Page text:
# How do I identify repeated subimages within a larger image?

I have a large image of a microscopic die of an integrated circuit. The pixel dimensions are something like 15000 x 10000.

The image contains a number of repeated structured subimages. Some large blocks might even repeat 3 or 4 times because there was a need for duplicated functionality. (See good candidates on the left of the example image)

I'd like to identify the largest(in pixel dimensions) repeating subimage block, and then highlight the locations of those subimages. I would repeat this process looking for the next largest repeating subimage block, highlight those, and so on.

To be clear, I don't have the subimages in advance. The problem isn't only to find the location of certain subimages within an image. That's Step two. :)

While the image is in fact a color image, it could be easily turned into a gray-scale image without loss of content.

There is obviously some "noise" to an image like this, and there'd have to be some adjustable "fudge factor" on what to consider a match.

I'm not entirely sure where to start on this, or if this is even the correct SE. Would FFT be a potential solution? Using MatLab? Specific one-off image analysis tools?

I could write some simple image analysis software that breaks an image up into smaller blocks, and then searches the image for those blocks. But this sounds incredibly slow to me, and there's got to be a more efficient way to do this.

A naive approach would be to set a maximum size, .25 image width, and compare every possible square with every other possible square, in a "sliding window" fashion.

So take a 5000 by 5000 square as your reference (eg 0,0 to 4999,4999). now grab all the other possible "windows". Start by comparing your reference square to the square at (5000,0 to 9999,4999), then compare your reference square to the square at (5001,0 to 10000,4999) then to (5002,0 to 10001,4999) etc.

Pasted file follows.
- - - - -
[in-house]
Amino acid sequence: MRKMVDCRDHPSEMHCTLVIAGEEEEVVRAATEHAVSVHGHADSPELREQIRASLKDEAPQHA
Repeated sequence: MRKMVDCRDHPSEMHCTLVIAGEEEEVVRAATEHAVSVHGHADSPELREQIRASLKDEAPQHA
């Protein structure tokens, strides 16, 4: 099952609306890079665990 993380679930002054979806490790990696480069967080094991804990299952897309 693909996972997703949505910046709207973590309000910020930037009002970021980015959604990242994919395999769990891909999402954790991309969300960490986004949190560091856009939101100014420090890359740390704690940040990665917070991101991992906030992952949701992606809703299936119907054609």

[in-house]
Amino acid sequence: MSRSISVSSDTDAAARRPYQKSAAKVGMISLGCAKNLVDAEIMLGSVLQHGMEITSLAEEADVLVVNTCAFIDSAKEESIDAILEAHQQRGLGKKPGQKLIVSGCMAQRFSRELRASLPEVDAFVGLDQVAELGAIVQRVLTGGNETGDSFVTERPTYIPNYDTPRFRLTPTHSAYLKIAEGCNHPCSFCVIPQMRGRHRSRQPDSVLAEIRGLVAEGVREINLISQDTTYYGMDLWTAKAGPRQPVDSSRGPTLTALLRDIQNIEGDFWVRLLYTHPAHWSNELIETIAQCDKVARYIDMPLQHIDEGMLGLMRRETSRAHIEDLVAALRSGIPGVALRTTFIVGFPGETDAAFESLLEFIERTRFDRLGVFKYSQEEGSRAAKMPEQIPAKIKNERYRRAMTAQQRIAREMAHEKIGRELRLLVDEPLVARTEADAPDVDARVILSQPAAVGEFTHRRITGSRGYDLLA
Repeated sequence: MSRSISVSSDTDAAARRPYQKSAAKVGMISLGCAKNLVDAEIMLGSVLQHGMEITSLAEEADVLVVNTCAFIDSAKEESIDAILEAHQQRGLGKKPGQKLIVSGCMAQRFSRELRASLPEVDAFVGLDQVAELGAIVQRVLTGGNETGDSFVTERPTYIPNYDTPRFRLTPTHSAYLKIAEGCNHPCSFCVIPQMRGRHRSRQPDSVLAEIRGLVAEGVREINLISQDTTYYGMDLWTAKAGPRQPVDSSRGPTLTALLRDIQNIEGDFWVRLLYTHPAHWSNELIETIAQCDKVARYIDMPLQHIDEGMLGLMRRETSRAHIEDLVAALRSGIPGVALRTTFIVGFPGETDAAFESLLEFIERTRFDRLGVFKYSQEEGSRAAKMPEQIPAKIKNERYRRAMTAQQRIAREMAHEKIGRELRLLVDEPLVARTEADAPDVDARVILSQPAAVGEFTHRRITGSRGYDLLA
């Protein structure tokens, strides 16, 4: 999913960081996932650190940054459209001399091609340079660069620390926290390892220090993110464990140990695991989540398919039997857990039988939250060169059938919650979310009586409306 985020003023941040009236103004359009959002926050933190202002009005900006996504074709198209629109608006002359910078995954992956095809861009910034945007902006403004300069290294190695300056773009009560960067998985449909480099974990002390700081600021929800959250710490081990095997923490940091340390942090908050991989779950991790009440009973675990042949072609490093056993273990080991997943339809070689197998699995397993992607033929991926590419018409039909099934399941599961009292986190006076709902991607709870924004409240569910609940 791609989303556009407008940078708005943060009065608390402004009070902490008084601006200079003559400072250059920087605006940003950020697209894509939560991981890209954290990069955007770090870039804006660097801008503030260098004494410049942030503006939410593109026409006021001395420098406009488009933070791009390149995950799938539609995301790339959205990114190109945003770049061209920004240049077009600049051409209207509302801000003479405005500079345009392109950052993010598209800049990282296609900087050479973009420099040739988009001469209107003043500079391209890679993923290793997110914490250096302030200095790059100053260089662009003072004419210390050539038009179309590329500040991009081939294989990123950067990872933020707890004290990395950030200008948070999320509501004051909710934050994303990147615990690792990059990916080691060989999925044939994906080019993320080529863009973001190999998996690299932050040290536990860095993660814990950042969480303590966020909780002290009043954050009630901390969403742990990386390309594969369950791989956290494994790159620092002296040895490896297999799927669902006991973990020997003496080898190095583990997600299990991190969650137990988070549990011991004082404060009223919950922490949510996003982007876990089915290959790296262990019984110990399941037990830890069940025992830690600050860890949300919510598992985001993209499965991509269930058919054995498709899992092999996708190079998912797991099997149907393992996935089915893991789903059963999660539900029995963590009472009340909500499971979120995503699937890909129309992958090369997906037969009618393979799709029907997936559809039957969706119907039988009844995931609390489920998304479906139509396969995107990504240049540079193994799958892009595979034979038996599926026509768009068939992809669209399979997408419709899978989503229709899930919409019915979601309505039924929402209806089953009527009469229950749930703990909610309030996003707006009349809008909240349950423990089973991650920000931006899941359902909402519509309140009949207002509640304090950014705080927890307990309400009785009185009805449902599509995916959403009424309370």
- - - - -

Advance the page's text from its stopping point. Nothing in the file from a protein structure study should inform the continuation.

So your compare function could subtract the (greyscale) difference between each pixel of your reference frame and your target frame and give a score.

Next (after comparing your reference to all other possible squares), you select a new reference, the square at (1,0 to 5000,4999) and compare that reference square to all other possible squares.

Once the whole process was done at the 5000,5000 size, you would know if any structure of size 5000x5000 matches any other part of the image (to a threshold).

Then, you would make your reference square smaller, eg 4999x4999 and repeat the whole process at size 4999x4999 to see if any structure of size 4999x4999 is "duplicated"

You would proceed until your minimum size.

Then...you would want to try instead of squares...rectangles of different proportions.

As you can see, this is computationally prohibitive, so you have to make compromises:

• make the source image smaller. Only when you have a near match, check the high res map at that location
• slide by 10 pixel increments
• identify some basic reference structures yourself, and only use those as reference
• try a "monte-carlo" approach by trying random locations and getting statistics of promising locations for pixel by pixel checks
• implement on gpu